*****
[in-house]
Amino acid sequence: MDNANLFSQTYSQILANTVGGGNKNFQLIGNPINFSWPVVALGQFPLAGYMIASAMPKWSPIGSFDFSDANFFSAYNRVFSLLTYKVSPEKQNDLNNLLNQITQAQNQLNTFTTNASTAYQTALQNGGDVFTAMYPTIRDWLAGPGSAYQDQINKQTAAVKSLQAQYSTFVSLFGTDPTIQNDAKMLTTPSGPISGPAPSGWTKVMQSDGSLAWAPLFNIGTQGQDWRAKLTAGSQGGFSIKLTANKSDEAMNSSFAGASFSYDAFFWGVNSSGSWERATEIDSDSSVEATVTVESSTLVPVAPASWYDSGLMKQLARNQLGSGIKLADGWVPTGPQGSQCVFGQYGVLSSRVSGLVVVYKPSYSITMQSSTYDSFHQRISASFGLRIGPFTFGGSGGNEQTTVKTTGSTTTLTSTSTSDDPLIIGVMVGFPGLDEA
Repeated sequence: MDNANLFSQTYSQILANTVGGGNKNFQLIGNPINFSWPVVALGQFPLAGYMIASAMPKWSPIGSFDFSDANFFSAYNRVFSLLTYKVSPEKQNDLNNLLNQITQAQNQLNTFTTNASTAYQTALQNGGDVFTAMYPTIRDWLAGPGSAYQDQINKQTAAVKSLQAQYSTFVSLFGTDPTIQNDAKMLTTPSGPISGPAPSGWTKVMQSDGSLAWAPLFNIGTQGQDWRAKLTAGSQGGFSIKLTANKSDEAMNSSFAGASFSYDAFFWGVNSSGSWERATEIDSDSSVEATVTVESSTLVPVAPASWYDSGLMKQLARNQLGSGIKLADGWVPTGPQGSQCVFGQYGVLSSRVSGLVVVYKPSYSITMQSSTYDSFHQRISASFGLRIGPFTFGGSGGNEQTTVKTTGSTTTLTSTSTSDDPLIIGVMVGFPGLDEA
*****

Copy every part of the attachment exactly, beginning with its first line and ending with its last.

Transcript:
[in-house]
Amino acid sequence: MDNANLFSQTYSQILANTVGGGNKNFQLIGNPINFSWPVVALGQFPLAGYMIASAMPKWSPIGSFDFSDANFFSAYNRVFSLLTYKVSPEKQNDLNNLLNQITQAQNQLNTFTTNASTAYQTALQNGGDVFTAMYPTIRDWLAGPGSAYQDQINKQTAAVKSLQAQYSTFVSLFGTDPTIQNDAKMLTTPSGPISGPAPSGWTKVMQSDGSLAWAPLFNIGTQGQDWRAKLTAGSQGGFSIKLTANKSDEAMNSSFAGASFSYDAFFWGVNSSGSWERATEIDSDSSVEATVTVESSTLVPVAPASWYDSGLMKQLARNQLGSGIKLADGWVPTGPQGSQCVFGQYGVLSSRVSGLVVVYKPSYSITMQSSTYDSFHQRISASFGLRIGPFTFGGSGGNEQTTVKTTGSTTTLTSTSTSDDPLIIGVMVGFPGLDEA
Repeated sequence: MDNANLFSQTYSQILANTVGGGNKNFQLIGNPINFSWPVVALGQFPLAGYMIASAMPKWSPIGSFDFSDANFFSAYNRVFSLLTYKVSPEKQNDLNNLLNQITQAQNQLNTFTTNASTAYQTALQNGGDVFTAMYPTIRDWLAGPGSAYQDQINKQTAAVKSLQAQYSTFVSLFGTDPTIQNDAKMLTTPSGPISGPAPSGWTKVMQSDGSLAWAPLFNIGTQGQDWRAKLTAGSQGGFSIKLTANKSDEAMNSSFAGASFSYDAFFWGVNSSGSWERATEIDSDSSVEATVTVESSTLVPVAPASWYDSGLMKQLARNQLGSGIKLADGWVPTGPQGSQCVFGQYGVLSSRVSGLVVVYKPSYSITMQSSTYDSFHQRISASFGLRIGPFTFGGSGGNEQTTVKTTGSTTTLTSTSTSDDPLIIGVMVGFPGLDEA